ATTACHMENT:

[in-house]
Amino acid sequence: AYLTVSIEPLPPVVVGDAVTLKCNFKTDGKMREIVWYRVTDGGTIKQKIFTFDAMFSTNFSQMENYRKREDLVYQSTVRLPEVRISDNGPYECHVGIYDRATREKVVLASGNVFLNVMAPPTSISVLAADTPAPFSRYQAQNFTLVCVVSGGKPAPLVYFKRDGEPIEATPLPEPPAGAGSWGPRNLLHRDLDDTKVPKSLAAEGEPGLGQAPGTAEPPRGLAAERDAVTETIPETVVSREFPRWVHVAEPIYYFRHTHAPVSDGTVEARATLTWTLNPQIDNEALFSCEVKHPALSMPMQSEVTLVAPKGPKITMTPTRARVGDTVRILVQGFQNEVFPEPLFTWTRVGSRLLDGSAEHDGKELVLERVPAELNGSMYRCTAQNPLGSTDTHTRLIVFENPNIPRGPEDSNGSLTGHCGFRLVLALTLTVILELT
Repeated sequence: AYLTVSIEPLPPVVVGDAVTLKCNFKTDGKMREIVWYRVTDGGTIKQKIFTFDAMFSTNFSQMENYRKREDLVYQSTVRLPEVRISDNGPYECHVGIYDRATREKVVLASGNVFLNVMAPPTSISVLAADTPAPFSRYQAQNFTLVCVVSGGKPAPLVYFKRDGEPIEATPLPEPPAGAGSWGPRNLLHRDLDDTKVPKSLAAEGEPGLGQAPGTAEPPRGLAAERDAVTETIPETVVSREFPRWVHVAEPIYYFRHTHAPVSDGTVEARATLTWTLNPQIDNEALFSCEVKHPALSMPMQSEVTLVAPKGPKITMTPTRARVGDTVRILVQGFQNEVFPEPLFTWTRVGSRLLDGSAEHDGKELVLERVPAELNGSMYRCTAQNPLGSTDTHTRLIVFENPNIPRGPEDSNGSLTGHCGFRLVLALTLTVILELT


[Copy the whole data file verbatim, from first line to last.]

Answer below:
[in-house]
Amino acid sequence: AYLTVSIEPLPPVVVGDAVTLKCNFKTDGKMREIVWYRVTDGGTIKQKIFTFDAMFSTNFSQMENYRKREDLVYQSTVRLPEVRISDNGPYECHVGIYDRATREKVVLASGNVFLNVMAPPTSISVLAADTPAPFSRYQAQNFTLVCVVSGGKPAPLVYFKRDGEPIEATPLPEPPAGAGSWGPRNLLHRDLDDTKVPKSLAAEGEPGLGQAPGTAEPPRGLAAERDAVTETIPETVVSREFPRWVHVAEPIYYFRHTHAPVSDGTVEARATLTWTLNPQIDNEALFSCEVKHPALSMPMQSEVTLVAPKGPKITMTPTRARVGDTVRILVQGFQNEVFPEPLFTWTRVGSRLLDGSAEHDGKELVLERVPAELNGSMYRCTAQNPLGSTDTHTRLIVFENPNIPRGPEDSNGSLTGHCGFRLVLALTLTVILELT
Repeated sequence: AYLTVSIEPLPPVVVGDAVTLKCNFKTDGKMREIVWYRVTDGGTIKQKIFTFDAMFSTNFSQMENYRKREDLVYQSTVRLPEVRISDNGPYECHVGIYDRATREKVVLASGNVFLNVMAPPTSISVLAADTPAPFSRYQAQNFTLVCVVSGGKPAPLVYFKRDGEPIEATPLPEPPAGAGSWGPRNLLHRDLDDTKVPKSLAAEGEPGLGQAPGTAEPPRGLAAERDAVTETIPETVVSREFPRWVHVAEPIYYFRHTHAPVSDGTVEARATLTWTLNPQIDNEALFSCEVKHPALSMPMQSEVTLVAPKGPKITMTPTRARVGDTVRILVQGFQNEVFPEPLFTWTRVGSRLLDGSAEHDGKELVLERVPAELNGSMYRCTAQNPLGSTDTHTRLIVFENPNIPRGPEDSNGSLTGHCGFRLVLALTLTVILELT